Ecological interactions in inland waters with reference to management problems in New Zealand.
The health of freshwater ecosystems is of critical importance in New Zealand and globally, and an understanding of the ecology of streams, lakes and estuaries is necessary to engage with freshwater management and policy. ZOOL 318 provides a grounding in basic and applied freshwater ecology through lectures, field trips and independent research projects. Student groups carry out research projects addressing topics that include the impacts of anthropogenic stressors on stream communities, the effects of wind disturbance in lake ecosystems and the relationship between scientific and cultural measures of stream health.
|Paper title||Freshwater Ecology|
|Teaching period||Semester 2 (On campus)|
|Domestic Tuition Fees (NZD)||$1,141.35|
|International Tuition Fees||Tuition Fees for international students are elsewhere on this website.|
- 54 200-level points from Science Schedule C
- Recommended Preparation
- CHEM 191 and ECOL 111
- Schedule C
- Students are expected to have a basic understanding of ecological principles and statistical analysis.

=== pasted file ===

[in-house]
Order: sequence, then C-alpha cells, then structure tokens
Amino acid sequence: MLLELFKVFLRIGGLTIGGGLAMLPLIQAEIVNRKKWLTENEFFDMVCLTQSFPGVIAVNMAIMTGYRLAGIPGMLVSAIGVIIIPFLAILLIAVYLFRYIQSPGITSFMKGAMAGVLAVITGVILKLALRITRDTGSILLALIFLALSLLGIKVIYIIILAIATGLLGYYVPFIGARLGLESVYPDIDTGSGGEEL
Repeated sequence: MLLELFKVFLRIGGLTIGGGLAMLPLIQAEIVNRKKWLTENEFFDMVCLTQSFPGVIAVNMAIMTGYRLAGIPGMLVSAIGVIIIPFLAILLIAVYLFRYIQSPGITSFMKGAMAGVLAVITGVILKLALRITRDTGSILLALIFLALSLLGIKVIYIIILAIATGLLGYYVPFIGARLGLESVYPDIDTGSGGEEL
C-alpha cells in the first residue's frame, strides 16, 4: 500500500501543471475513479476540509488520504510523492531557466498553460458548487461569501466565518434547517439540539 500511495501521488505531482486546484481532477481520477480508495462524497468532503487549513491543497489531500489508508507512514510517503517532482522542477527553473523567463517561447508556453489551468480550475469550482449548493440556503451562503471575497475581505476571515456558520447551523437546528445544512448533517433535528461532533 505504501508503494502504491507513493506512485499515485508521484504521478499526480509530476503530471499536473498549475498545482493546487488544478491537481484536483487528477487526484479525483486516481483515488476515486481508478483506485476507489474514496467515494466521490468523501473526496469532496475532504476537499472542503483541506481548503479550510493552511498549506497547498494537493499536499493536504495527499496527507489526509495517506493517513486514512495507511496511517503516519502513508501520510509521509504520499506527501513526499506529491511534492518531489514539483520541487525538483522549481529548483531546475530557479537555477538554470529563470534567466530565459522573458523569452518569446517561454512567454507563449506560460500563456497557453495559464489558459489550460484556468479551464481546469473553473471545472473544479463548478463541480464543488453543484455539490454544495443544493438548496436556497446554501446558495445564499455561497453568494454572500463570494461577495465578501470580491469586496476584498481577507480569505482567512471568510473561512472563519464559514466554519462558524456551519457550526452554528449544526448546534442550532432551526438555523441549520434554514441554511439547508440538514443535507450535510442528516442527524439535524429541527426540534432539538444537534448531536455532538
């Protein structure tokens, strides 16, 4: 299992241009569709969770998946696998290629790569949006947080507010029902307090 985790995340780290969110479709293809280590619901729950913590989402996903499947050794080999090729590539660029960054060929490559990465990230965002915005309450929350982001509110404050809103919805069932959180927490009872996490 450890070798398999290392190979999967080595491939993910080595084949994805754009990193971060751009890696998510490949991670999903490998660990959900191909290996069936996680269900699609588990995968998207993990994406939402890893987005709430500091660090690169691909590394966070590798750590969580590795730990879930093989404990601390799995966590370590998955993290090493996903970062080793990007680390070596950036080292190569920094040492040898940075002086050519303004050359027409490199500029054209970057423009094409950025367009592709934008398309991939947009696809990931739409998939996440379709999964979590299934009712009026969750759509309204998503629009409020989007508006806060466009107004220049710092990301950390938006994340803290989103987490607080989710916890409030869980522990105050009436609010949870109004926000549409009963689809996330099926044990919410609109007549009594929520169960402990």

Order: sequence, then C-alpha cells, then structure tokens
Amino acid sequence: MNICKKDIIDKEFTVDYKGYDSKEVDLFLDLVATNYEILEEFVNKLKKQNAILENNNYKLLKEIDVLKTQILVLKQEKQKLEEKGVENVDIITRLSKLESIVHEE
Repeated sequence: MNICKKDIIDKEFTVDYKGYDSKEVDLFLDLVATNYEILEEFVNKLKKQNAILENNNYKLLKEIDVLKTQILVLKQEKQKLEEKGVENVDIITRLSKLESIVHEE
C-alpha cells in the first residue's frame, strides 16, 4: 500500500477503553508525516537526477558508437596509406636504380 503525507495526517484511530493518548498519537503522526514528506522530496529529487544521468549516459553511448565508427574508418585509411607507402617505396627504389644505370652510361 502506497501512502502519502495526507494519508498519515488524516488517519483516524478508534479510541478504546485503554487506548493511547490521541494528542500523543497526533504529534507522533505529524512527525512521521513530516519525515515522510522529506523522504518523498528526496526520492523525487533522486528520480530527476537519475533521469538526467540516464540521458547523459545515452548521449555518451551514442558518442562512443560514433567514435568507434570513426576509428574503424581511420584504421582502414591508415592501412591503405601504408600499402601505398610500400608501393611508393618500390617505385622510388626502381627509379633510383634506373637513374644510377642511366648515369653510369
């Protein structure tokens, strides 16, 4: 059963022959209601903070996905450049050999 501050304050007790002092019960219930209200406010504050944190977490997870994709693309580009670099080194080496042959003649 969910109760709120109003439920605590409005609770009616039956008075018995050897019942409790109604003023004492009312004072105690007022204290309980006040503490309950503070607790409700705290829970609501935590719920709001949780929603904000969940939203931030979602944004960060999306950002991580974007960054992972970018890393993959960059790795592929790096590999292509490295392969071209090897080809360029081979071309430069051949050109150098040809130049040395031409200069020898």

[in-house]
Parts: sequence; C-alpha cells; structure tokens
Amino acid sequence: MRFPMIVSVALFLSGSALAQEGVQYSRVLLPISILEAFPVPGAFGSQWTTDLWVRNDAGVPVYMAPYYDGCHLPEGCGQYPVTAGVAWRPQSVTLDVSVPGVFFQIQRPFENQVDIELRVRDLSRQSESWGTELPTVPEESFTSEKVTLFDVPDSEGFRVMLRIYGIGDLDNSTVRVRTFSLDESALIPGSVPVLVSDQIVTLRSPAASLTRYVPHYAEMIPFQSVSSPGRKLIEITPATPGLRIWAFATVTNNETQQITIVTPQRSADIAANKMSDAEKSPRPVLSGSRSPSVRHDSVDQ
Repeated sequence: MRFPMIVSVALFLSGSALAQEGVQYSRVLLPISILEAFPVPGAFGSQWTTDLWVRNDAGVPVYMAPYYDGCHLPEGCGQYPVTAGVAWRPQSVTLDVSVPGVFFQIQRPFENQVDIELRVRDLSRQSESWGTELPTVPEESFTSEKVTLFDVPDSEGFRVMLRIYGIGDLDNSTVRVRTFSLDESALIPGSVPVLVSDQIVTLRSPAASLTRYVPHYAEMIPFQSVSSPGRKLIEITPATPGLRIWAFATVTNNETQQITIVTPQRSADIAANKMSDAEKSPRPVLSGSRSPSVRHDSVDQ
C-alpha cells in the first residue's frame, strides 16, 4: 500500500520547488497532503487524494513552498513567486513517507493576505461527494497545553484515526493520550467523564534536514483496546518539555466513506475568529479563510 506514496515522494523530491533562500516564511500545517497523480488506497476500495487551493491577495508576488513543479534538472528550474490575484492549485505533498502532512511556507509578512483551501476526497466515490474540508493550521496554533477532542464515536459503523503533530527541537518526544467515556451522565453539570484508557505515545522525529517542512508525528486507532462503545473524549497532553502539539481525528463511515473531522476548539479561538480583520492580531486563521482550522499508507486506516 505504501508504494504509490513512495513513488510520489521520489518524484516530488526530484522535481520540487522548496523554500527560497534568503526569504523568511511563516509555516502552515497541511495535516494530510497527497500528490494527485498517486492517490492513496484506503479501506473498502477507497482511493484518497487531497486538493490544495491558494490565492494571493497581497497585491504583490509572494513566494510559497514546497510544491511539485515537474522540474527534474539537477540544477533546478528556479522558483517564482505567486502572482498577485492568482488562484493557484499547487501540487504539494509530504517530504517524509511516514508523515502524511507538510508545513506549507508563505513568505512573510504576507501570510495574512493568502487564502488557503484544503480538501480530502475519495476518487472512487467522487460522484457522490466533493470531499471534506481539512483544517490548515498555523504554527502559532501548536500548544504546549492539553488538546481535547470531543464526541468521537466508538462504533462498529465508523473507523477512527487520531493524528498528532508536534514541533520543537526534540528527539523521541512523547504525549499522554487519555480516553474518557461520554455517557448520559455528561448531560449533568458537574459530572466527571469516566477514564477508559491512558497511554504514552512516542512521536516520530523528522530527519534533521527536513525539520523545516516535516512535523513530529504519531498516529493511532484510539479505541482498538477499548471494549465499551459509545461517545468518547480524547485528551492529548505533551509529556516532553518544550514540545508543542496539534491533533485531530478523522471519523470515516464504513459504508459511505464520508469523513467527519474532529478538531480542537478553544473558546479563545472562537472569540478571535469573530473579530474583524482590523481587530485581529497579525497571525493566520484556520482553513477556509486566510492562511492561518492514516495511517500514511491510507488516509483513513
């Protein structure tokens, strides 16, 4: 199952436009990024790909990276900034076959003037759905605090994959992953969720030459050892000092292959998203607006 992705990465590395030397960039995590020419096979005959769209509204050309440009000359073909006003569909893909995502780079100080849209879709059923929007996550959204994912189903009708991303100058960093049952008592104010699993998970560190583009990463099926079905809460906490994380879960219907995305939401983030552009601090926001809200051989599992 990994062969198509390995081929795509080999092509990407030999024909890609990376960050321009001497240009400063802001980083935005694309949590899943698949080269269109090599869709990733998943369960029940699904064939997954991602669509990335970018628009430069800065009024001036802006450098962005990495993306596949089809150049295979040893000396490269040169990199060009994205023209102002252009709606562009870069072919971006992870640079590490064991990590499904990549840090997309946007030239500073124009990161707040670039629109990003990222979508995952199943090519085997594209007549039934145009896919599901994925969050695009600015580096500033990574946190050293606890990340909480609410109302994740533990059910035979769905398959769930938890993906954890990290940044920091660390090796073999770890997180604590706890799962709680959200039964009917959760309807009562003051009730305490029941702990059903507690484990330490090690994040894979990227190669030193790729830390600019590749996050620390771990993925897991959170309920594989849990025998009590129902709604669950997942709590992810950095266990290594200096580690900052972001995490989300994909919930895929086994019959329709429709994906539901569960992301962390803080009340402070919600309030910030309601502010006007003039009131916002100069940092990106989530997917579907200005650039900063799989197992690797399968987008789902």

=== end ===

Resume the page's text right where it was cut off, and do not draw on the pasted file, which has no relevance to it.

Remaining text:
- Teaching staff
Convener: Professor Gerry Closs
Professor Christoph Matthaei
Dr Travis Ingram
- Paper Structure
- This paper introduces students to basic and applied concepts in freshwater ecology and allows them to carry out independent research. Lecture material covers physical, chemical and biological processes in freshwater and the role of freshwater species in their food web and ecosystem. Lectures also address applied topics such as impacts of land use and invasive species on freshwater ecosystems, with a focus on examples from New Zealand. Practicals consist mainly of group work in which students experience the scientific process from start to finish: designing, executing and presenting a freshwater ecology research project.
- Teaching Arrangements
- Lectures consist of three blocks, roughly corresponding to lake ecology, stream ecology and the management and conservation of freshwater systems.
Textbooks are not required for this paper.
- Graduate Attributes Emphasised
- Global perspective, Interdisciplinary perspective, Lifelong learning, Scholarship,
Communication, Critical thinking, Cultural understanding, Ethics, Environmental literacy,
Information literacy, Research, Self-motivation, Teamwork.
View more information about Otago's graduate attributes.
- Learning Outcomes
- Students will gain an understanding of the principles of freshwater ecology and an ability to engage with issues in freshwater management
- In the practicals students will gain the skills to carry out original research, including experimental design, field and lab techniques, time management, teamwork, statistical analysis and oral and written presentation of results
- This paper will also encourage critical evaluation of the scientific literature and awareness of ethical, economic and cultural considerations relevant to scientific research